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Ashley Fox: UKIP will be muzzled by a commitment to renegotiation

Ashley_fox Ashley Fox, a Conservative candidate in the South West European Elections, looks at the challenge UKIP poses in the region.

In the South West our main opponents at the European elections in June 2009 will be UKIP.

In 1999 the Conservatives had a good result in the South West, taking 41.7% of the vote and 4 of the 7 MEPs. This fell to 31.6% in 2004, when we elected only 3 MEPs. Over the same period, UKIP's vote rose 12%, from 10.6% in 1999 to 22.6% in 2004.

For a detailed analysis of the figures you can visit Wikipedia. However, you don't have to be a genius to work out that most of UKIP's gains came at our expense.

In 2009 the South West will elect only 6 MEPs, so were we to repeat our poor 2004 performance we would end up with only 2 MEPs. UKIP would also take 2, with Labour and the LibDems having 1 each.

Given the system of PR used in the European elections our only hope of retaining three MEPs is to take one of UKIP's seats. We therefore need a strategy to deal with their appeal to the electorate. Whilst their garish yellow and purple posters might be offensive to the eye, it would be foolish to dismiss them merely as "gadflies" or worse.

In my experience there are two sorts of people who vote UKIP. The first, smaller, group genuinely want us to leave the EU. They are implacable in their hostility to the EU and there is little point in trying to persuade them.

The second, larger, group is made up of disenchanted Conservative (and a few Labour & LibDem) supporters who no longer believe that we or any of the other parties represent their views on Europe.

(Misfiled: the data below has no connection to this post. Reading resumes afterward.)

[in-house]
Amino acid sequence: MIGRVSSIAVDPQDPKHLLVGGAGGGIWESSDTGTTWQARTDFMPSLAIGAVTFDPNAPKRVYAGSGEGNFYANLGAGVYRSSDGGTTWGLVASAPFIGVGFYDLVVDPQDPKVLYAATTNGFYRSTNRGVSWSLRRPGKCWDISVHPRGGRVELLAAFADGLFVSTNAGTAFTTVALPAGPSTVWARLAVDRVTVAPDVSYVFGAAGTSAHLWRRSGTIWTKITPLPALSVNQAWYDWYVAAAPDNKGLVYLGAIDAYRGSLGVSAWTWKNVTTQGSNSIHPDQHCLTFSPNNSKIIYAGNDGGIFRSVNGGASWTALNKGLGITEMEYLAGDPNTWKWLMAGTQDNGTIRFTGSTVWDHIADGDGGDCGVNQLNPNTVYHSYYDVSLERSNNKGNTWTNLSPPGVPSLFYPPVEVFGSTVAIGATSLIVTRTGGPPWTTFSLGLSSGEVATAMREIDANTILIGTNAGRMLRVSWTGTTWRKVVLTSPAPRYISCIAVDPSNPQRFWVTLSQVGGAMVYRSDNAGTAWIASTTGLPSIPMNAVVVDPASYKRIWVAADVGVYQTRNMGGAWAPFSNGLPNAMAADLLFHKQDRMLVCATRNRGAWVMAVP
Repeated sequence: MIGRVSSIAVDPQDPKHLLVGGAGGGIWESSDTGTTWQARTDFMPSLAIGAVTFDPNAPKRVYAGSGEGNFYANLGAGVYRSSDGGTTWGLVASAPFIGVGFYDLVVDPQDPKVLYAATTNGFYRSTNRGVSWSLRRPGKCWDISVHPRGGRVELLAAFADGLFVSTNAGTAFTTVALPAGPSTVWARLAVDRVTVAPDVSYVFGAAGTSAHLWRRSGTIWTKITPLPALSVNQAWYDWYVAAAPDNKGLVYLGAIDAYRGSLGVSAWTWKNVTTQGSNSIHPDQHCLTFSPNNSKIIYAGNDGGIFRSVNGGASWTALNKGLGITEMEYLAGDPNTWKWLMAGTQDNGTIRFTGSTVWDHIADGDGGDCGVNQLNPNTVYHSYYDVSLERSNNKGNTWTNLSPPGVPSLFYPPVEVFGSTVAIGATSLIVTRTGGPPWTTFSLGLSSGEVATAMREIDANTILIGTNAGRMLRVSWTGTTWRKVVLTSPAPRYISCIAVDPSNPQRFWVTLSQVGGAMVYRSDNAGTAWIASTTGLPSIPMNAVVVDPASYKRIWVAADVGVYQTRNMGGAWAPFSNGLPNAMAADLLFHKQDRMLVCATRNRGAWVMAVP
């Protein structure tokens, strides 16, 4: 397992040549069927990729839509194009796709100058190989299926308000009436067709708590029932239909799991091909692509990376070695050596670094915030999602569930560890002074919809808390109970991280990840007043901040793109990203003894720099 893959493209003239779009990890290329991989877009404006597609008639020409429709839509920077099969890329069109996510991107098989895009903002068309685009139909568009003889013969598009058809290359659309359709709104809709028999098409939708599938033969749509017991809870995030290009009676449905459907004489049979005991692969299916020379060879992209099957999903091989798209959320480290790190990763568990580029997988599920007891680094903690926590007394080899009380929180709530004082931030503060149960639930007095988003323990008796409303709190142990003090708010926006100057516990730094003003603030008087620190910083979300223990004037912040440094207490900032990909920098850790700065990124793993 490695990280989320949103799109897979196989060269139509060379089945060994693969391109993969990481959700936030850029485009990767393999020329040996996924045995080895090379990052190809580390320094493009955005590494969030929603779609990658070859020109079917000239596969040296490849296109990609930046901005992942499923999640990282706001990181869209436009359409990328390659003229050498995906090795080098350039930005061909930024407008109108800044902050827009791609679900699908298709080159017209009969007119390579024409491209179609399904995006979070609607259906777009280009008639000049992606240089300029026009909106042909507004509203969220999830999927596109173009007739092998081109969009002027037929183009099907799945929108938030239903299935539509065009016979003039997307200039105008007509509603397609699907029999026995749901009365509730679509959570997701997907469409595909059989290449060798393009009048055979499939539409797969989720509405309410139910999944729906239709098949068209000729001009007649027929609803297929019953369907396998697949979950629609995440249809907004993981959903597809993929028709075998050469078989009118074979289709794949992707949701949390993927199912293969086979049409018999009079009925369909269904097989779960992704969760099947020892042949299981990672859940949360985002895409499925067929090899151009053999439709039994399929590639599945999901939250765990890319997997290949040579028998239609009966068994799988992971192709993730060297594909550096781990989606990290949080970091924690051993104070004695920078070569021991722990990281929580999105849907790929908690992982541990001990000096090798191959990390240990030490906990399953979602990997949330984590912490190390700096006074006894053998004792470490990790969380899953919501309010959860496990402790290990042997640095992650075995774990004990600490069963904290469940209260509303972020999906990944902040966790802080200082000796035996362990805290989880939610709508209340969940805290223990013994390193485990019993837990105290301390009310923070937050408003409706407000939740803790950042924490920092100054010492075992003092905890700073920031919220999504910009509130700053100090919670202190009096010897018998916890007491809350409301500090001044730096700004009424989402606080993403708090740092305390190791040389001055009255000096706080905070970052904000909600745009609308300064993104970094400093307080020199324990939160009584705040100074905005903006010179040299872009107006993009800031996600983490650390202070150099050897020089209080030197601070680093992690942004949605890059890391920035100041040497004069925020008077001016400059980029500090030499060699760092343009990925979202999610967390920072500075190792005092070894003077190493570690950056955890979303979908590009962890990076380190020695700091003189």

They are happy to belong to the single market but want nothing to do with the march towards political union they see taking place within the EU at the moment. They do not want a Common Defence Policy, nor a Common Foreign Policy, do not want the Charter of Fundamental rights to change the way our legal system works, never want to join the Euro and, if possible, would love to see the end of both the Social Chapter and the Common Fisheries Policy.

In short, the people we need to attract to our cause share much in common with traditional Conservative Party supporters. This is perhaps not surprising as probably most of UKIP's voters were traditional Conservative Party supporters 10 - 15 years ago.

So my view is that to win back the support of the voters who deserted us in 2004 we need a traditional Conservative message of opposition to political union. We must explain not only why we oppose the Lisbon treaty but also how we will set about undoing it were it to be ratified without a referendum.

To date, the Party leadership has said that they will do all they can to force the government to hold a referendum. Should this not succeed then "we would not let the matter rest there". I agree.

We need to promise that when we come to office we will hold a referendum on the treaty, even if that is a retrospective referendum. The purpose of such a vote would be to give David Cameron the moral authority to go to Brussels with the mandate to renegotiate those parts of the Lisbon Treaty that do not have the popular support of the British people.

Many of our opponents say renegotiation is impossible. They said the same of Margaret Thatcher when she set out to negotiate our budget rebate. What we require is the political will to do it.

I want Britain to stay in the EU, yet I fear that if the EU continues on its present path towards political union it will lose yet more support in Britain. That is why I want the Conservative Party to fight the next European elections committed to renegotiating the Lisbon Treaty and putting an end to any thought that Britain will participate in political union. We will then have a policy that will command the support of the British people and will be in our nation's interests.


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